Darley Maria Bibiano de Souza, 24 years old and married with a six-year-old child, is an example of how the support project for female entrepreneurs works. “Through a friend who was doing a bakery course, I learned of the Einstein training programs in Paraisópolis. First of all, I signed up for bakery (at that time I didn’t even know how to make a birthday cake for my son). Then I did another cookery course and one to learn how to make confectionery, and I made the most of the classes. Then one of my teachers told me about a really good cookery course organized by a university. It was difficult to get in, as there were only 30 places and 90 people had applied. But I got in mainly thanks to that teacher, Monica, who helped me to believe that I’m capable of achieving what I want to do,” Darley Maria recalls. Now this young woman is working in a restaurant, but, in addition, at home she makes party cakes, sweets, chocolate bars, candies, lollipops, Easter eggs… Although she has a new dream: “To open my own business,” she says.
Last April, following the signing of the Einstein-MAPFRE collaboration agreement, Infanta Elena de Borbón, Fundación MAPFRE project director, and Daniel Restrepo, the Foundation’s Social Action manager, visited Paraisópolis to inform the local inhabitants of the activities run by this joint initiative, one of the most important social cooperation projects that the Spanish institution undertakes in South America. In the first three months alone, close to 1,000 people benefited from it.
A story of love and volunteering
It all began at a meeting of friends in 1955. That night, a group of Jewish doctors and businessmen gathered in São Paulo to hear a proposal from Dr. Manoel Tabacow Hidal: set up a top-flight hospital, built and maintained by the city’s Jewish community, as a sign of gratitude for the way Jews had been made so welcome in Brazil. A hospital that would attend to one and all, regardless of their race, color, creed or religion. The meeting ended with the plan approved and even with the name of the future hospital already chosen: Albert Einstein. But their intention was to go beyond the simple construction of a hospital. That same night, the guiding principles of the Brazilian Albert Einstein Israelite Hospital Charitable Society were laid down for undertaking social assistance projects.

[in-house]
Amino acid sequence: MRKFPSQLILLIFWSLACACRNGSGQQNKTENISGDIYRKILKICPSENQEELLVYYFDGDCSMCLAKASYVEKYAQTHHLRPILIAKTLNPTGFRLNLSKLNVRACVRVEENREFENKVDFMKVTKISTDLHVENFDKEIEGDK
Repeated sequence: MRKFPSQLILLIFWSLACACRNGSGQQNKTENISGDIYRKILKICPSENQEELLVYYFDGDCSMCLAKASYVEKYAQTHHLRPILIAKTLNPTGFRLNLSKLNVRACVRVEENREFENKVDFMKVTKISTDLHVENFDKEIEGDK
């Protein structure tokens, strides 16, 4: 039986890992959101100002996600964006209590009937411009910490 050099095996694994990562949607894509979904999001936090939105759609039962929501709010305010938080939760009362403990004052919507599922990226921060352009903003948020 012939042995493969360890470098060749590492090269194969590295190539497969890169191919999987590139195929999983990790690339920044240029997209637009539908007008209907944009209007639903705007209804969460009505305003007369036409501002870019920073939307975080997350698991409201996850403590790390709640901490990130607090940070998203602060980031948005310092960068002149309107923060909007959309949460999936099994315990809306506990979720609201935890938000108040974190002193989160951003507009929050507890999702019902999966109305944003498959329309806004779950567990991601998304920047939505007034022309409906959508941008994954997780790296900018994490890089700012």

Built thanks to generous donations and the work of volunteers, the first stone of the hospital was laid in 1958. In the 1960s several departments started up, although the center was actually opened in 1971. The social responsibility activities also began around that time, especially those dedicated to pediatric care, attending free of charge to the needs of the children in the Morumbi region. In 1997 the Einstein Program was created in the Paraisópolis community to provide care to 10,000 children of that favela.
Since then, a tireless team of some five hundred volunteers — men and women of different ages, social classes, religions and vocational training — work passionately, committed to the mission of helping the most disadvantaged. Thanks to them it has proved possible to run projects such as the Einstein-MAPFRE program, designed to promote maternal care, early childhood education and support for female entrepreneurs.
Life on the outskirts
More than 6.5 million Brazilians live in settlements known as “favelas”, shanty towns that sprang up around the major cities of the country with the influx of thousands of immigrants from rural or very poor regions, who saw São Paulo and Rio de Janeiro as a land of opportunity for improving their lives. As they had no money to buy homes or land, they started settling in areas close to the wealthy neighborhoods, where they could usually find work, but where it was impossible for them to live.
Thus, those immense agglomerations of precarious dwellings progressively grew, with significant shortages of basic infrastructures, urban services and social facilities. The drawbacks of settling there were outweighed by the proximity to jobs and stores. It is estimated that more than 6.5 million Brazilians currently live in favelas, which is equivalent to 3.6 percent of the country’s population.
Cidade de Deus, the famous movie shot by Fernando Meirelles in 2002, showed the world how people lived in the City of God favela, one of the largest in Rio de Janeiro, from the late 1960s up to the early 1980s, a decade of soaring crime rates in that area mostly related to drug trafficking.